Corporations and unions bolstered the coffers of the Liberal and Labor parties ahead of the 2013 election to the tune of $16.6 million.

Donors swung their weight behind the Liberals just before the 2013 federal election, giving the party four times more than Labor received.

The Liberal Party received $13 million in declared donations in 2012/13 – compared to Labor’s $3.6 million, the Australian Electoral Commission reported on Monday.

Labor’s declared donations from unions totalled just over $556,000, but unions contributed more using other means, including fees for attending events, campaign spending and funding opinion polls.

Taking into account all types of contributions, the Construction Forestry Mining and Energy Union, which is facing questions over alleged misconduct and corruption, contributed $600,000 to Labor’s state and national divisions over the period.

Ros Packer, widow of the late media magnate Kerry and mother to businessman James Packer, was the single biggest political donor in the 2012/2013 financial year, giving $570,000 to the Liberals.

Tobacco company Philip Morris donated a total of $107,040 to the Liberal and National parties during 2012/13.

Prime Minister Tony Abbott announced during the September 2013 election campaign that his party would no longer take tobacco industry donations.

Labor stopped taking tobacco industry donations in 2004 and at the election promised to ban such donations by law.

Opposition Leader Bill Shorten said the tobacco donations undermined the government’s credibility.

“What is the point of the Abbott government having a health budget when their own political party takes tobacco donations?” Mr Shorten said.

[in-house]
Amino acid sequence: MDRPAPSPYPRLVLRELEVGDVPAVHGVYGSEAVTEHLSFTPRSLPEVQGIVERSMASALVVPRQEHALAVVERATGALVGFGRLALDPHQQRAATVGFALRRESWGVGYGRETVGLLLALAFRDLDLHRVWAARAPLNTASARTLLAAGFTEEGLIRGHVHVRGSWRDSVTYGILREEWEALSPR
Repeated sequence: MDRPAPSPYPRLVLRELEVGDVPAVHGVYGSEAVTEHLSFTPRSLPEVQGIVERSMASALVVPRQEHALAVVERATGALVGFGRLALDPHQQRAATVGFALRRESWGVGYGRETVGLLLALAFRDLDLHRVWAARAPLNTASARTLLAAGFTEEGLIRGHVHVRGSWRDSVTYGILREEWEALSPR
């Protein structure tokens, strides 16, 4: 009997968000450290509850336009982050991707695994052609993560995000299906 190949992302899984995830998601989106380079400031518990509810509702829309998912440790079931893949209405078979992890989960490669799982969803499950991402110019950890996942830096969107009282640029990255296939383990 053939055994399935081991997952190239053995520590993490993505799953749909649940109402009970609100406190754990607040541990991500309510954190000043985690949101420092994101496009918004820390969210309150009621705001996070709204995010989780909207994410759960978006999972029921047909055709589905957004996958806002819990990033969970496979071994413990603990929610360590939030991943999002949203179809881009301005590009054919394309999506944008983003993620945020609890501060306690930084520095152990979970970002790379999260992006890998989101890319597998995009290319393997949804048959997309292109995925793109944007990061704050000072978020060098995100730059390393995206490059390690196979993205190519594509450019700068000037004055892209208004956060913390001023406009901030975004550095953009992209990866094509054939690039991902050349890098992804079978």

Billionaire Clive Palmer is noted as having given the Liberal National Party $42,000 in June – seven months after he quit the party and a month after applying to register his Palmer United Party.

He said his wife had attended a dinner with Mr Abbott and made the donation.

The Australian Greens received only $530,000 in declared donations.

Greens spokeswoman Senator Lee Rhiannon said the surge in corporation donations was not healthy for democracy.

Total receipts for the Australian Labor Party – including fees, investments, rents, donations and other payments – came to $54.8 million for 2012/13, with the Liberals receiving $73.1 million.

Employment Minister Eric Abetz said Mr Shorten faced a test of leadership over union donations to his party.

“He must distance Labor from the CFMEU, by refusing their funding, and he must support coalition legislation to restore the Australian Building and Construction Commission which the Labor-Greens alliance is currently delaying in the Senate,” he said.

Senator Abetz said the CFMEU had provided almost $10 million to the ALP since 2000.